5 ways to master media relations

Pitching and working with journalists is fairly straightforward, but it’s not easy to build a successful relationship. Use these power tips to ensure your news—and client—gets covered.

When I was in college, I had a part-time job as a restaurant server.

Though it was my first time working as a server, I enjoyed it and felt that I had the knack for it. The job itself was simple: Greet diners, tell them your name and that you’re here to help take their orders and record what they would like to eat and drink.

Customer service was—and always will be—the name of the game in the food-service industry to ensure customers are happy and satisfied with the experience.

Fortunately, the philosophy also applies to media relations. How do we ensure that reporters and other members of the media get what they want and are happy with the experience?

Wikipedia defines media relations as “working with media for the purpose of informing the public of an organization’s mission, policies and practices in a positive, consistent and credible manner.”

It sounds straightforward because it is. This element of what PR pros do is not rocket science—but that doesn’t mean it’s easy. However, if be done well, media relations can have a tremendous impact on your business.

If you’re looking to generate good PR coverage for yourself or your organization, here are five ways to ensure media relations success:

1. Do your homework.

You only have one chance to make a good first impression. Don’t blow it by sending a pitch that is outside of the reporter’s coverage area.

The time that you can devote to reading up on a reporter’s beat and the stories that he or she is interested in is well worth the investment. You’ll can be ahead of the game and lay the groundwork for a good relationship.

2. Think like a reporter.

Before you send your pitch, stop for a moment and think about what you’re offering to the reporter.

You want to create a narrative that isn’t blatantly self-serving, but gives the reporter an angle, perspective and trend that they might realistically be interested in covering.

Think of all the assets that a reporter requires, including images, video, data and access to spokespeople.

3. Respond in a timely manner.

In today’s 24/7 social-media-driven news cycle, speed is paramount. Don’t let a timely news hook go to waste and don’t let a reporter’s inbound inquiry for sources go unanswered.

At the very least, acknowledge within the first half hour of receiving the email whether you intend to be a source or not. The key to providing a good experience is being responsive either way.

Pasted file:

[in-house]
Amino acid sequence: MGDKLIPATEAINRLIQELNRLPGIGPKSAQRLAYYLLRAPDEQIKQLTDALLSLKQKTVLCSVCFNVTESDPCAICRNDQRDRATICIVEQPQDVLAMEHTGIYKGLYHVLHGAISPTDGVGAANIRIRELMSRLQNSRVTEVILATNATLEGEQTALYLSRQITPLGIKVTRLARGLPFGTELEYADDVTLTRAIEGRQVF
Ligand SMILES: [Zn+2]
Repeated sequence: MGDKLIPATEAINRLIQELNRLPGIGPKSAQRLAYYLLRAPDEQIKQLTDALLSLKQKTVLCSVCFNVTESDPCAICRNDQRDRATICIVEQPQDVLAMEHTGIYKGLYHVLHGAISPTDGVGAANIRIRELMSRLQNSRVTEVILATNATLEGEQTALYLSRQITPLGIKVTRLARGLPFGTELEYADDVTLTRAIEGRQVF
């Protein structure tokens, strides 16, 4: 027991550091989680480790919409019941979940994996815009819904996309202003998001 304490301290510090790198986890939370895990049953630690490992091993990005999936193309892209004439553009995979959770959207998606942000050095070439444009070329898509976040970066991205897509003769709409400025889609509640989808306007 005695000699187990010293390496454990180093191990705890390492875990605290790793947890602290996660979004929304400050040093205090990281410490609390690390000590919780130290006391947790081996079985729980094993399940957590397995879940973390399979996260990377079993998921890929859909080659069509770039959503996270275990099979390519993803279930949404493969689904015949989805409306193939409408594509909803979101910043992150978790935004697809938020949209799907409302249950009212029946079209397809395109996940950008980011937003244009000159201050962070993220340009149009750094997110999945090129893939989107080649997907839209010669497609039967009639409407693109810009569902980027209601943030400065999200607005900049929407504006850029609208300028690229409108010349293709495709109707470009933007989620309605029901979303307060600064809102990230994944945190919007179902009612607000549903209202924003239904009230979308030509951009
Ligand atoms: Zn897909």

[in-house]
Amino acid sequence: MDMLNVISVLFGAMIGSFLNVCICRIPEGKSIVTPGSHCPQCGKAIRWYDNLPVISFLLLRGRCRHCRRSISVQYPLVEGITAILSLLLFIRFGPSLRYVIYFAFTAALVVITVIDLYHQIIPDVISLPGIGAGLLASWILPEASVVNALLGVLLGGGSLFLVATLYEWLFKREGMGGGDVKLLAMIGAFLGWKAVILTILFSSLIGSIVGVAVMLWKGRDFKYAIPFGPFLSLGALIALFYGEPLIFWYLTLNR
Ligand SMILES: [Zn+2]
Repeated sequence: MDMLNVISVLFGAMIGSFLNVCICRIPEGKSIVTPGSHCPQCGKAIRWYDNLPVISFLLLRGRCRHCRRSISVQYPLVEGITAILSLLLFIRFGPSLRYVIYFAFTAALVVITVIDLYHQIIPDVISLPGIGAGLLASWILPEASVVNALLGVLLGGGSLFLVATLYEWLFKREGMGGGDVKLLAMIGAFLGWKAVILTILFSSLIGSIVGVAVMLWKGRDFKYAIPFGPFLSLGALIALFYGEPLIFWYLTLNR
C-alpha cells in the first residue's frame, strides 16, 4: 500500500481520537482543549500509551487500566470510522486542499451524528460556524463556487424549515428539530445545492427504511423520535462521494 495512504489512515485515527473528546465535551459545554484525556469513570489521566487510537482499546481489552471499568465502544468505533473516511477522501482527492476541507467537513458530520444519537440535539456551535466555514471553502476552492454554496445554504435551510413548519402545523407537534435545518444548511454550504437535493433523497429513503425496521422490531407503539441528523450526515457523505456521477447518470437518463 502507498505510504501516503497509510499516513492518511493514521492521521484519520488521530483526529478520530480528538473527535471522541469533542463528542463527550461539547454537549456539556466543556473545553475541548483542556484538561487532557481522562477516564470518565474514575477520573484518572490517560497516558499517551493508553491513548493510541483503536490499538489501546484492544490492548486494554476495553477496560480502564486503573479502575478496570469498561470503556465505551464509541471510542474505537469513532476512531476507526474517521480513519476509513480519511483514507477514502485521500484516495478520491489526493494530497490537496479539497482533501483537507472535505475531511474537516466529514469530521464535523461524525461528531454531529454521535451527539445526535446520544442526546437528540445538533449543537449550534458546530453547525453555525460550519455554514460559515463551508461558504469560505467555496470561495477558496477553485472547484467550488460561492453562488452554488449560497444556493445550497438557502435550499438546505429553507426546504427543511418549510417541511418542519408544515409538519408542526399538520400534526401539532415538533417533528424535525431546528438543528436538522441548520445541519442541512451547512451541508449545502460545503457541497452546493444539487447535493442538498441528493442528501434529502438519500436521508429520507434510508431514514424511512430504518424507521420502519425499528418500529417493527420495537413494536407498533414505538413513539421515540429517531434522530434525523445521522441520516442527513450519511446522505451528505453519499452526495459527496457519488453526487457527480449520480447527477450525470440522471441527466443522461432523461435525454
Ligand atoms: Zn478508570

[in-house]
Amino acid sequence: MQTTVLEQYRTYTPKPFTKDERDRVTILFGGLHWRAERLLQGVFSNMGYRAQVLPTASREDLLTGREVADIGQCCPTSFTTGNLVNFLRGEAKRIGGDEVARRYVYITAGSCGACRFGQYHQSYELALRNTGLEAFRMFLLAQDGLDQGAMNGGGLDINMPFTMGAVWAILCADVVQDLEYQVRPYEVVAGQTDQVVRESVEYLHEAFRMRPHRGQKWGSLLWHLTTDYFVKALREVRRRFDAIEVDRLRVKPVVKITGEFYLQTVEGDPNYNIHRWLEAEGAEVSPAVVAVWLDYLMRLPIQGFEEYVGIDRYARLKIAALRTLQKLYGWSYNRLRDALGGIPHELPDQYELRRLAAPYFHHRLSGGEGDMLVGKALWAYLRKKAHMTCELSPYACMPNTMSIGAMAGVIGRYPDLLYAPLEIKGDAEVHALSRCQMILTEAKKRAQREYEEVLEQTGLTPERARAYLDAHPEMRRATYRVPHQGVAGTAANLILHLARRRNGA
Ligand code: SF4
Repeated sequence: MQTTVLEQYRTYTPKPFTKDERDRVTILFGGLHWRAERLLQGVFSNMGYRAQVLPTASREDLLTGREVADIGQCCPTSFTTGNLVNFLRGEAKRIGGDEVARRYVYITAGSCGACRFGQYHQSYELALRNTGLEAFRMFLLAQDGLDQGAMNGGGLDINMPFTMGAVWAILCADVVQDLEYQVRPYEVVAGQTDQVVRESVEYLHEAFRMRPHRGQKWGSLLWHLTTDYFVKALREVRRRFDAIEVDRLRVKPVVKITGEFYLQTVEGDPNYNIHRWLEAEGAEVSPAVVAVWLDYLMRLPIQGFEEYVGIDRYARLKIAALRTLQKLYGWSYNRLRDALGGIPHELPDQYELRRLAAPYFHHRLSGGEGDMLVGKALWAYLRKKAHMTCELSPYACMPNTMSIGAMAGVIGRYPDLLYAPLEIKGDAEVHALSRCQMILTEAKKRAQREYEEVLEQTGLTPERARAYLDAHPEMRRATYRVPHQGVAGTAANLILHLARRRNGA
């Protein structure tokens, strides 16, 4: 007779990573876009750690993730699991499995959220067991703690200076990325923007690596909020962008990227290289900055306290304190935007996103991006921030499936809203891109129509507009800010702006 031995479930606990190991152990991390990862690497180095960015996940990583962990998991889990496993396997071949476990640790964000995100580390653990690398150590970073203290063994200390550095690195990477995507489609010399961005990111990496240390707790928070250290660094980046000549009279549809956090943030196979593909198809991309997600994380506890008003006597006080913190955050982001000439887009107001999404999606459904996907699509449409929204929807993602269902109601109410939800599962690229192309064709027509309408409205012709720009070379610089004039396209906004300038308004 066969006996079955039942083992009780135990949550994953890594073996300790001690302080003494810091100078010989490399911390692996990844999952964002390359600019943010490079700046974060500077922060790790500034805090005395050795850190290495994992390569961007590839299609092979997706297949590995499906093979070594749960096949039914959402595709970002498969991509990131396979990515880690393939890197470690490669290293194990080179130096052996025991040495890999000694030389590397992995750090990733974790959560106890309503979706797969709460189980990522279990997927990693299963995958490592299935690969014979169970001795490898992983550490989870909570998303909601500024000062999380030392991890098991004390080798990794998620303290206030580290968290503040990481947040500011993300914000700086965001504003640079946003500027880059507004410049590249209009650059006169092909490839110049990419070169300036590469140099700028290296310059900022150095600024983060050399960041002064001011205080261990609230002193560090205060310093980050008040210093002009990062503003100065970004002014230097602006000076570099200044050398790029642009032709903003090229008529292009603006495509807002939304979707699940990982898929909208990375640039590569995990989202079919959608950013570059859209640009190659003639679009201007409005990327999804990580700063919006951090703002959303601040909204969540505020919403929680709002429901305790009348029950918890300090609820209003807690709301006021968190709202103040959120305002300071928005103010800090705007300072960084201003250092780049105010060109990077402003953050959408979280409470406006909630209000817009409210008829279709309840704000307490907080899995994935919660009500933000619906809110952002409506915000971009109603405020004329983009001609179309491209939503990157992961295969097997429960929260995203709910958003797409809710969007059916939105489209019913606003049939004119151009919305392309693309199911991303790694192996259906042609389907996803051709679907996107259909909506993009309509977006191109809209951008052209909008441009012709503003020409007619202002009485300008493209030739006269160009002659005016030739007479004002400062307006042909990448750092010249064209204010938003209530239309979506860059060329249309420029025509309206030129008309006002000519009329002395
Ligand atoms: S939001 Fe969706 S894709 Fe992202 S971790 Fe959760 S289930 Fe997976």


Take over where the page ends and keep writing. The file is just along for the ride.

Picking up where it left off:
Think about how breaking news fits into your business, industry or landscape and offer a unique POV that the reporter can incorporate into their coverage of the news. This goes a long way in terms of relationship building.

4. Become a valuable resource.

Offer yourself or other people from your network as sources that can help the reporter do his or her job.

For example, a reporter asked me if I knew of any sources who could comment on a story around cyber security. I didn’t have any clients in the industry at the time, but I had a former client who was an expert. The reporter spoke with the former client and included him in the story.

Be a resource and spread the love.

5. Meet them in person.

As much as we all rely on social media to stay connected, there’s nothing that will ever replace in-person human interaction.

Particularly if you’re trying to build a relationship, meeting face to face and getting to know one another is crucial. I personally like it because it helps put a face to the voice or emails that are typically exchanged.

In-person meetings humanize relationships, moving them past just pitching. It’s also a great opportunity to find out about what other interests and hobbies journalists have, as well as stories they are working on.

When it comes to media relations, PR pros should keep service and experience in the front of their minds and truly help our journalists friends do the best job that they can.

Doing so will pay dividends in the months and years to come.

What suggestions that I haven’t offered up do you think should be included in this list?

John McCartney currently serves as the West Coast managing director at Wise Public Relations. Follow John on Twitter (@johnny_mac) and learn more media relations insights from his appearance on #RaganChat.

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Topics: PR

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